7 Master Techniques for Increasing Hosting Revenue
“No thanks, I don’t want more money,” said no one, ever. Earlier, we wrote a how-to guide about all the lucrative reasons to get into the hosting business and the first 5 steps to getting started. But now that your business is up and running, how do you increase your hosting revenue?
Like all industries, the hosting business has its own collection of tricks, techniques, and best practices for maximizing returns… but some aren’t as readily apparent as others. That’s why we’ve compiled this list of 7 master techniques for improving your hosting business. We’ve broken them up into 3 categories — Company Strategy, Marketing Your Hosting Company, and Product Packaging — so you can chose the ones most relevant to your company goals.
1. Niche Specialization
There’s no shortage of competition in the hosting industry, so you need to set yourself apart from any way you can. One of the best ways to stand out is by specializing in a specific niche. Isolate online industries that are underrepresented; specialty retail stores and particular online interest groups all need hosting, too!
This shouldn’t be in name only. Provide extras and features that these specific niches need, but your competitors don’t offer.
Niches can be any community group. The most obvious are industry-specific: for example, you could provide hosting for homemade craft online stores, and offer site templates with a “folksy” themes.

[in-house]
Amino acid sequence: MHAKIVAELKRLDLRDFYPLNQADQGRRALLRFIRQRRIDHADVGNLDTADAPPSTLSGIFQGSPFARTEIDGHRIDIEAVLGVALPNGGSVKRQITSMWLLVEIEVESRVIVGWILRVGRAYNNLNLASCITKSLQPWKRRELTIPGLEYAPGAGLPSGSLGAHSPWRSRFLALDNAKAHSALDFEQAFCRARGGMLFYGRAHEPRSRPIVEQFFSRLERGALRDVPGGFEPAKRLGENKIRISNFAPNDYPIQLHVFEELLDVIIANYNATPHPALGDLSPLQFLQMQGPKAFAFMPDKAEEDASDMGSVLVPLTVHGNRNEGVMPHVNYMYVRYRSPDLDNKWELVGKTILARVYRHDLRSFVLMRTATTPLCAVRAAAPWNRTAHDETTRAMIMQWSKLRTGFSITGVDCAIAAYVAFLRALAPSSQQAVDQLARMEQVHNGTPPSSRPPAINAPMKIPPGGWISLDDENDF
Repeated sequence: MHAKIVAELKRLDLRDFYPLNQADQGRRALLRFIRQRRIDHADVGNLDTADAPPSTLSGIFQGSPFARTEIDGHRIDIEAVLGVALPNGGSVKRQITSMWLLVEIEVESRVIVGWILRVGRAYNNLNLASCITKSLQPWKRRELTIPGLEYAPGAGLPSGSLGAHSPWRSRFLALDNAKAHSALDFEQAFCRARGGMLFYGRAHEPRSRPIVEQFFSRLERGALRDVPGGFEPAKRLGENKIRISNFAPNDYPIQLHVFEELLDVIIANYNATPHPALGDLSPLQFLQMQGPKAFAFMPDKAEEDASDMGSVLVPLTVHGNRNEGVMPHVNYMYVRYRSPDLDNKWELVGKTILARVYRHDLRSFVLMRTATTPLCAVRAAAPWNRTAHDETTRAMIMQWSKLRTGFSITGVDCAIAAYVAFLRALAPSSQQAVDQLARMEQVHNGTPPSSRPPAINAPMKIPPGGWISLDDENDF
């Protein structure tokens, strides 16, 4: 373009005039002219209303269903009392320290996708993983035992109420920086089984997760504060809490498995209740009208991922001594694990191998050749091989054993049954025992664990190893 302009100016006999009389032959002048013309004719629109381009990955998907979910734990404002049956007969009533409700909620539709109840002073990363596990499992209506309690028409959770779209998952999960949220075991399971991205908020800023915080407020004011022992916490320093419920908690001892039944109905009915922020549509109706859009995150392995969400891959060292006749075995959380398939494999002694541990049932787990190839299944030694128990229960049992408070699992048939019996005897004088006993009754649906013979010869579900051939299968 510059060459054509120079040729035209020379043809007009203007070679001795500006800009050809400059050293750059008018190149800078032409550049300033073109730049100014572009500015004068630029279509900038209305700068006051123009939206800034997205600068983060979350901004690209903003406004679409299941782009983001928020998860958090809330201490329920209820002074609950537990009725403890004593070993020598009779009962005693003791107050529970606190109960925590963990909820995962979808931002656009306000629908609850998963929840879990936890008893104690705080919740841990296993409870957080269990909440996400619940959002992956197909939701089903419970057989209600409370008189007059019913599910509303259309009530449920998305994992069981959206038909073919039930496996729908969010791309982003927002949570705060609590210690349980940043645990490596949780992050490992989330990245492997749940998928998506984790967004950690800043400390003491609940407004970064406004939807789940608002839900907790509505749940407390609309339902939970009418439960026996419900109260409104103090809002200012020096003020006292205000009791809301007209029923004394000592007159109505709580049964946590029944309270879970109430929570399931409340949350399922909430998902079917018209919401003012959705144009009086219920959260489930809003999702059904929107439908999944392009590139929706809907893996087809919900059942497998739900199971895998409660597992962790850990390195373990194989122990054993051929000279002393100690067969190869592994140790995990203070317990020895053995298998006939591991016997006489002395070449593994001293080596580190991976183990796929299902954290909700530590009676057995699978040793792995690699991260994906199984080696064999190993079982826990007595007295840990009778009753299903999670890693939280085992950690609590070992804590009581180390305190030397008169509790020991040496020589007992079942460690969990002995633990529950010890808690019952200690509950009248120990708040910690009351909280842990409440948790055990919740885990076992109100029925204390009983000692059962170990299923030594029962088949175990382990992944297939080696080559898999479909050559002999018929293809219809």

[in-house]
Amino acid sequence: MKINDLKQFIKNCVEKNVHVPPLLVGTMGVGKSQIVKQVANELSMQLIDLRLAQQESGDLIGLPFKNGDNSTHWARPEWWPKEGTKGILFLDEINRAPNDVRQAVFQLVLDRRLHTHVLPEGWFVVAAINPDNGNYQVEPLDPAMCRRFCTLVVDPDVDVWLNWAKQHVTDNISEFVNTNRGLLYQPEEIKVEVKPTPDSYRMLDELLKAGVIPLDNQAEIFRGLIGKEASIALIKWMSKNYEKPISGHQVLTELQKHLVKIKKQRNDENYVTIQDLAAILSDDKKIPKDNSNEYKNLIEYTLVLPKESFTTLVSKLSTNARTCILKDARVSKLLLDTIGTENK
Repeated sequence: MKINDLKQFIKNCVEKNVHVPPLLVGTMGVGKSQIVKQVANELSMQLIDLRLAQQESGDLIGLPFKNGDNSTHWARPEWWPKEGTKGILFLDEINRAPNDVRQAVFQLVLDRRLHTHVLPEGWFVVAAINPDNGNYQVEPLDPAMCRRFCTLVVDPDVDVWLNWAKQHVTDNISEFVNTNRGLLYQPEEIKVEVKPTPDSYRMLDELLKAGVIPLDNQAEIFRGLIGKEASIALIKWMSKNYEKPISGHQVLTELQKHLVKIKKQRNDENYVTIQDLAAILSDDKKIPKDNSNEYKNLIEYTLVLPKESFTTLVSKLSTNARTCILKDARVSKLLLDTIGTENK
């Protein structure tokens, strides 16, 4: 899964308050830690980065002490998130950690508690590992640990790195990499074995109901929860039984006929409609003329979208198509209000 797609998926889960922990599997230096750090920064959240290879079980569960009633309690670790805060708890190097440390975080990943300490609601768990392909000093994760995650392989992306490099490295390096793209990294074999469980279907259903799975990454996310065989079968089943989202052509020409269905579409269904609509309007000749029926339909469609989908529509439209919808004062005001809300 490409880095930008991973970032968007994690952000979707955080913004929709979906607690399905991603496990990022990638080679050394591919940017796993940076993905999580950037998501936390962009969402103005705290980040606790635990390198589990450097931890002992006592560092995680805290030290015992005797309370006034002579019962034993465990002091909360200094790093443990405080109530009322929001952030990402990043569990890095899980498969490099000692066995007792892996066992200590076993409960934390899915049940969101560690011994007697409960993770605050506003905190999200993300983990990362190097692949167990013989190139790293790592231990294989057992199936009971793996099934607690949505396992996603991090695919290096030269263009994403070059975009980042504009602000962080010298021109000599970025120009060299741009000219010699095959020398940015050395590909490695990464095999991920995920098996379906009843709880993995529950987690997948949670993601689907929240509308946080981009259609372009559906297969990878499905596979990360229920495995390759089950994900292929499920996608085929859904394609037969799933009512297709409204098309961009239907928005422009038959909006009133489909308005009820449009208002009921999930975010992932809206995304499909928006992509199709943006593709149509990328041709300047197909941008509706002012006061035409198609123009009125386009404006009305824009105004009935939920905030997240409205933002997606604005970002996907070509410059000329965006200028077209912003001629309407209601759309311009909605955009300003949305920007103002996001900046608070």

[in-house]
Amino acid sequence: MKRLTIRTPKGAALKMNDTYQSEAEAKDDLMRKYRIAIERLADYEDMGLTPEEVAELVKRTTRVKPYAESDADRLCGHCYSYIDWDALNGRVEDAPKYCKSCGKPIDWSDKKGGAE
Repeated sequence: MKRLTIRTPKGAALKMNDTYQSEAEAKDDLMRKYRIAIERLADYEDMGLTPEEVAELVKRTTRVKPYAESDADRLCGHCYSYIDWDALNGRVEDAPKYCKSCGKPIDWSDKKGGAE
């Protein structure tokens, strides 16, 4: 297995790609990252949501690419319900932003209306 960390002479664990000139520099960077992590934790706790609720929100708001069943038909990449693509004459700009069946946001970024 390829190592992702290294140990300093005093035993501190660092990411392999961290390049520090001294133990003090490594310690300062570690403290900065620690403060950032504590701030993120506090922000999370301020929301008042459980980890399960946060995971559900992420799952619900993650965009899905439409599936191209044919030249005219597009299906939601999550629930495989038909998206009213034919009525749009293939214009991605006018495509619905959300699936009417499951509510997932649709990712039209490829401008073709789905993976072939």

Niches can also be client-specific. You could target technophobes, for example, and offer packages that handle all the computer work for them so they don’t have to.
You can even target technology-specific niches, i.e., companies using Drupal or Joomla, with appropriate customer service technicians to match.
One thing to keep in mind when choosing your niche is your personal network. It’s easier to build off a community you’re already a part of than to start from scratch. You can leverage your network of contacts to spread awareness and enable link and/or article exchanges, as we’ll explain below.
2. Update Your Server Provider
Increasing revenues is also about cutting costs. If you’re a hosting reseller, choosing a new server provider can improve your bottom line with no extra effort on your part. It’s just a matter of finding the best plan for your needs.